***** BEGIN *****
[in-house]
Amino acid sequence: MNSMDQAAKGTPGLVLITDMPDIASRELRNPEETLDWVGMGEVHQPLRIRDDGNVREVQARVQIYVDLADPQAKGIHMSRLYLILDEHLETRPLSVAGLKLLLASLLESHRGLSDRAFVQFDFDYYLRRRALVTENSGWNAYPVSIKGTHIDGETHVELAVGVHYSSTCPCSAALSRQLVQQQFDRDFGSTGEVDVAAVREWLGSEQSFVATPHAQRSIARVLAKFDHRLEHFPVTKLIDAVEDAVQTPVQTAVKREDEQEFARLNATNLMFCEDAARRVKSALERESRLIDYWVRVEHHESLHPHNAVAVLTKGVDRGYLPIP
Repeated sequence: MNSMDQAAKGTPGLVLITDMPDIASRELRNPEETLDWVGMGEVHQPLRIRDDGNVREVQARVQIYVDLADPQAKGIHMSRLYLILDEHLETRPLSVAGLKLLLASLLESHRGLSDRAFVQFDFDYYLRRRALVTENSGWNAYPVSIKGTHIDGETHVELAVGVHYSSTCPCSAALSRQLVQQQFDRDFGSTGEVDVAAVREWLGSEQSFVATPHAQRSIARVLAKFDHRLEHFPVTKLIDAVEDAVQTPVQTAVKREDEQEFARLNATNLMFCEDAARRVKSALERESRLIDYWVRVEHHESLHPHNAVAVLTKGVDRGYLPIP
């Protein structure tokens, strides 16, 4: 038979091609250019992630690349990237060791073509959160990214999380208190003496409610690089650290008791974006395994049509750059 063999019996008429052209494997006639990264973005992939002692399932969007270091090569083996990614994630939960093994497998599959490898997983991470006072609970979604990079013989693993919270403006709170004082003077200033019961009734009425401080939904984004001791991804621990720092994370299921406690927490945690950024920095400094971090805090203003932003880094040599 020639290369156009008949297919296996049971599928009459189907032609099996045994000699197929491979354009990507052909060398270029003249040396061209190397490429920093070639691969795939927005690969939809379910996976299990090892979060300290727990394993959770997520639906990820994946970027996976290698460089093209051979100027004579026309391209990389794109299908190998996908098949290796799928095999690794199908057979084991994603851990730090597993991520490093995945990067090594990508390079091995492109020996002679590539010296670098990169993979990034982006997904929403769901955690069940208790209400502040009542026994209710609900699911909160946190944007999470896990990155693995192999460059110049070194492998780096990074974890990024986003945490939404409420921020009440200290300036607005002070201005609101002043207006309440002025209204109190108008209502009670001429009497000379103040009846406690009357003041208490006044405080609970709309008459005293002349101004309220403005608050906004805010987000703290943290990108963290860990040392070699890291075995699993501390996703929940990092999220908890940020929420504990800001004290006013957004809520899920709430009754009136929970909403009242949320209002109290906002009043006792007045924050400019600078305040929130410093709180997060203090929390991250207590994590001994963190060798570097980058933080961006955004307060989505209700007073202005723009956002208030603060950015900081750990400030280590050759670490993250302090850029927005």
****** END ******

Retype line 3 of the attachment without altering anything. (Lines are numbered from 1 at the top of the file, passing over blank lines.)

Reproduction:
Repeated sequence: MNSMDQAAKGTPGLVLITDMPDIASRELRNPEETLDWVGMGEVHQPLRIRDDGNVREVQARVQIYVDLADPQAKGIHMSRLYLILDEHLETRPLSVAGLKLLLASLLESHRGLSDRAFVQFDFDYYLRRRALVTENSGWNAYPVSIKGTHIDGETHVELAVGVHYSSTCPCSAALSRQLVQQQFDRDFGSTGEVDVAAVREWLGSEQSFVATPHAQRSIARVLAKFDHRLEHFPVTKLIDAVEDAVQTPVQTAVKREDEQEFARLNATNLMFCEDAARRVKSALERESRLIDYWVRVEHHESLHPHNAVAVLTKGVDRGYLPIP